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Tuesday, April 16, 2024

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Arts + CultureArts ForecastArts Forecast: The cool, clear eye of Wolfgang Tillmans

Arts Forecast: The cool, clear eye of Wolfgang Tillmans

Plus: Flatstock, Afrolicious, Conrad Tao, Luis Miguel Garcia-Mispireta, Branford Marsalis, Chiquimamani-Condori, more

Nothing is more powerful than being late to the party, and this is the final weekend to take in the brilliant “Wolfgang Tillmans: To look without fear” at SFMOMA (through Sun/3), a retrospective of the German photographer, videographer, and experimental-media artist’s jaw-dropping breadth of work. While his vivid, evocative art is for everyone, if you’re of a particular ilk—say, a raver from the halcyon 1990s-2000s days of Love Parades and party-caravanning; or a queer after-hours maven with many fond half-memories of stumbling home mid-morning at the dawn of the millennium; or someone who moved into a Berlin squat a couple decades ago when it was still cheap—this show is particularly for you.

Wolfgang Tillmans, ‘Suzanne & Lutz, white dress, army skirt,’ 1993 and SFMOMA installation view

Tillmans made his name as a youth culture and fashion photographer, deeply embedded in the underground scenes he documented. (He still is: I bumped into him very late at Aunt Charlie’s Lounge in the Tenderloin as he was setting this show up.) In fact, before the Internet really got going, much-driven by the techno-utopian rave scene itself, Tillmans’ photographs in UK and Euro magazines were how we got our news of the looks and latest goings-ons in the club world. His style is so direct and unhindered by affect, that he can usher you into ridiculously scandalous and terrifically intimate moments before you know what’s happening. One particular lovely shot in the show of after-hours birthday partiers drinking beers on a futon while pressing their stocking feet together almost made me burst into tears.

Wolfgang Tillmans, ‘Birthday Party,’ 2006. Courtesy of artist and SFMOMA

This is a sprawling show somehow compacted into a a few bright rooms high upstairs at SFMOMA. When I saw the show in New York in 2022, it was heavy on Tillmans’ famous celebrity photographs—we pretty much have him to thank and to blame for those once-inescapable “caught in the moment” shots that are equally totally unglamorous and the most glamorous things imaginable. Life is a cabaret, old chums.

Here, those are barely represented in favor of his presented-without-comment political work (a strikingly small photo of the Gaza checkpoint wall, snaps of anti-racist demos, absorbing “Truth Studies” tables that collage together photos, newspaper clippings, and other ephemera from our recent global past), fabulous experimental print work that pays homage to SF as a center of artistic freedom and innovation, and his time in the city itself—including photos that remind us how entrenched homelessness and wealth inequality have been over the decades, as well as independence and resilience. There’s even a photo of California Street from 1995 with a giant Bay Guardian sign in the distance, which looks like you can walk right into the scene. It just is 1995.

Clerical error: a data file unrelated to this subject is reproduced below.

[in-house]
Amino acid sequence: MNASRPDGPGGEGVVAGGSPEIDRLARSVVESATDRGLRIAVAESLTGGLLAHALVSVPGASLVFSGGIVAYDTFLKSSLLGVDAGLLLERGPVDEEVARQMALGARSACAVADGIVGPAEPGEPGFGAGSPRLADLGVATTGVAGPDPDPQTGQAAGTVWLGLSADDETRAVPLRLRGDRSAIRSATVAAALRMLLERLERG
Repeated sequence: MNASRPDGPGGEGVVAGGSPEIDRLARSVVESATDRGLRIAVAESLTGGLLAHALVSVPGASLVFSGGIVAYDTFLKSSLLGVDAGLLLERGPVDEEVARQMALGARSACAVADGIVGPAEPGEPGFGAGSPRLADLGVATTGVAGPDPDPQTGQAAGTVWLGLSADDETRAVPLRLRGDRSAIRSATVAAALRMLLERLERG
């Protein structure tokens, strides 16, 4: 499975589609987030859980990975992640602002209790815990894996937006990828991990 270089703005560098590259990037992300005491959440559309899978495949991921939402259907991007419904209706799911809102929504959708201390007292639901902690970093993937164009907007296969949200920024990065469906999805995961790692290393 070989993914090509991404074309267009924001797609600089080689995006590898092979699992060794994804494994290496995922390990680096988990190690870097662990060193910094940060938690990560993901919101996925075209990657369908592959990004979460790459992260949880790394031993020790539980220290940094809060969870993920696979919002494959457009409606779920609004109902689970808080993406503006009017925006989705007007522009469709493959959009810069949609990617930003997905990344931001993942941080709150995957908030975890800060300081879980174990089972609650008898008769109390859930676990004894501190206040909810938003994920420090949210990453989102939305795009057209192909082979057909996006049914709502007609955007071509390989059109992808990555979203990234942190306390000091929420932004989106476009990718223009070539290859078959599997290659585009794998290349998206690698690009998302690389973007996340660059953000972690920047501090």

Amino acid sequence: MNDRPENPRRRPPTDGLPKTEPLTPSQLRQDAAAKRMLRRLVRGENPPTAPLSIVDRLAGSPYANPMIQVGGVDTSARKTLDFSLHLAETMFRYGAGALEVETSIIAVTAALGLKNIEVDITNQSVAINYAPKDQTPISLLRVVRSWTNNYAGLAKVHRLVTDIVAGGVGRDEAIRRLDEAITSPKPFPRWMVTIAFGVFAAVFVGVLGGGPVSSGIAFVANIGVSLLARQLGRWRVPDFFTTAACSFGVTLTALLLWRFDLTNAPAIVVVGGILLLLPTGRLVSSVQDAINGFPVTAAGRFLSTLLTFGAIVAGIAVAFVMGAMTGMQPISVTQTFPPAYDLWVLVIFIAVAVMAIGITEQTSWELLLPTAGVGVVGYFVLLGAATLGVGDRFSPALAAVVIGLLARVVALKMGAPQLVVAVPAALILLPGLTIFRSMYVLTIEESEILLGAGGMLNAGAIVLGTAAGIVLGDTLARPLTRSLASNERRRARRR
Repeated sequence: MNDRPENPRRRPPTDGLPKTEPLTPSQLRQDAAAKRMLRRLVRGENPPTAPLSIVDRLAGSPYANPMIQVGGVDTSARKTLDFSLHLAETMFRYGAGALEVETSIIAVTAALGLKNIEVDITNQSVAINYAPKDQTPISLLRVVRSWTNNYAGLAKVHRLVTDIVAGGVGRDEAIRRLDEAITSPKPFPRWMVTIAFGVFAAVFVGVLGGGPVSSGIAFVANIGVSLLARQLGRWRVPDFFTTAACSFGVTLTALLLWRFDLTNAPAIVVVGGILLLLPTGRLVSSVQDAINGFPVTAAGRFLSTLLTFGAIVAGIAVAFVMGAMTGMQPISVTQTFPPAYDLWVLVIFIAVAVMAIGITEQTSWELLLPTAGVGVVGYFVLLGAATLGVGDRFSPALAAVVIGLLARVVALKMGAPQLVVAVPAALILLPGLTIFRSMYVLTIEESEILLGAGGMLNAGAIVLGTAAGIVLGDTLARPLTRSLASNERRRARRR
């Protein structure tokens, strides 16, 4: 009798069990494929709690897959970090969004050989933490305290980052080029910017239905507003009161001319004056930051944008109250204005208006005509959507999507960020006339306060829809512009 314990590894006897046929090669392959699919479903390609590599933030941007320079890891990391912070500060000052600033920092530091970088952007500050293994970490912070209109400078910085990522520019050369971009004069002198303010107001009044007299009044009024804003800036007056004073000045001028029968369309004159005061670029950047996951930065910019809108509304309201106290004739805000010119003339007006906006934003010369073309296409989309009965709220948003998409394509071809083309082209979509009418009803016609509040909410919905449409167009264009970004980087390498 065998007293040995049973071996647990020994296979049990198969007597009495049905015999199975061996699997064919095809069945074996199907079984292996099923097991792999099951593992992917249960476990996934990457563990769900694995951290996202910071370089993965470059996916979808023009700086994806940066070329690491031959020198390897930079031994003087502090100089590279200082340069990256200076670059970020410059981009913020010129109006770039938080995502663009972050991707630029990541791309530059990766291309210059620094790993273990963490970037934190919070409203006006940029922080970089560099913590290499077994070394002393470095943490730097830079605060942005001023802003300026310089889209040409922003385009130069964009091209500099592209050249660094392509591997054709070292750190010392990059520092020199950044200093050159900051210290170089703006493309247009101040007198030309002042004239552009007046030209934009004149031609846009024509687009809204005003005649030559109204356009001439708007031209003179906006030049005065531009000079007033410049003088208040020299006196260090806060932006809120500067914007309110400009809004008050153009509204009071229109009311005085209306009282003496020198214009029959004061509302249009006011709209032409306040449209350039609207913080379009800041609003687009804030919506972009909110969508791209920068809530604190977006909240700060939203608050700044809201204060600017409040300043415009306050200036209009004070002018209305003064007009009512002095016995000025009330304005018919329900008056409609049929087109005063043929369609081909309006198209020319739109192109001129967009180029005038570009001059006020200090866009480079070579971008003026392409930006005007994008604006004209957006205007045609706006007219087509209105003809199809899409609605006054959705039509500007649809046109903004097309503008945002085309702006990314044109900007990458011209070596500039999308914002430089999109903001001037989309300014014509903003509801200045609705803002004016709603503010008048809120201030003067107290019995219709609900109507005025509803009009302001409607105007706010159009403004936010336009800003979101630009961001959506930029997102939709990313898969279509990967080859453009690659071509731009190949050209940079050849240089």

Wolfgang Tillmans, ‘San Francisco, 1995’ courtesy the artist and SFMOMA

It’s always an odd shock to see one’s generation splashed up on a grand institution’s walls. And while there has been plenty of Gen-X and older Millennial art shown at SFMOMA, Tillmans’s pictures often stub me right against the cold, clear ashtray of mortality. And I gladly go up in a puff of pink nostalgia.


THU/29-SUN/3: BRANFORD MARSALIS You absolutely can find no higher-level than this hero of the saxophone, a mid/late-career jazz deity still walking among us, so seek him out. He’s got the quartet on tap for this series: Joey Calderazzo on piano, Eric Revis on bass, and Justin Faulkner on drums. SFJAZZ, more info here.

THU/29: LUIS MANUEL GARCIA-MISPIRETA The club-hopping author and academic comes to town to chat about new book Together, Somehow: Music, Affect, and Intimacy on the Dancefloor, which addresses essential nightlife questions such as “Is sharing a dance floor enough for togetherness?” and “Who belongs to the dance floor and how?” I’ll be grilling him on all these things as the official moderator, with love. There will also be music and fun things presented by the As You Like It party crew and SutroFM. 9pm, SutroFM Studio, SF. More info here.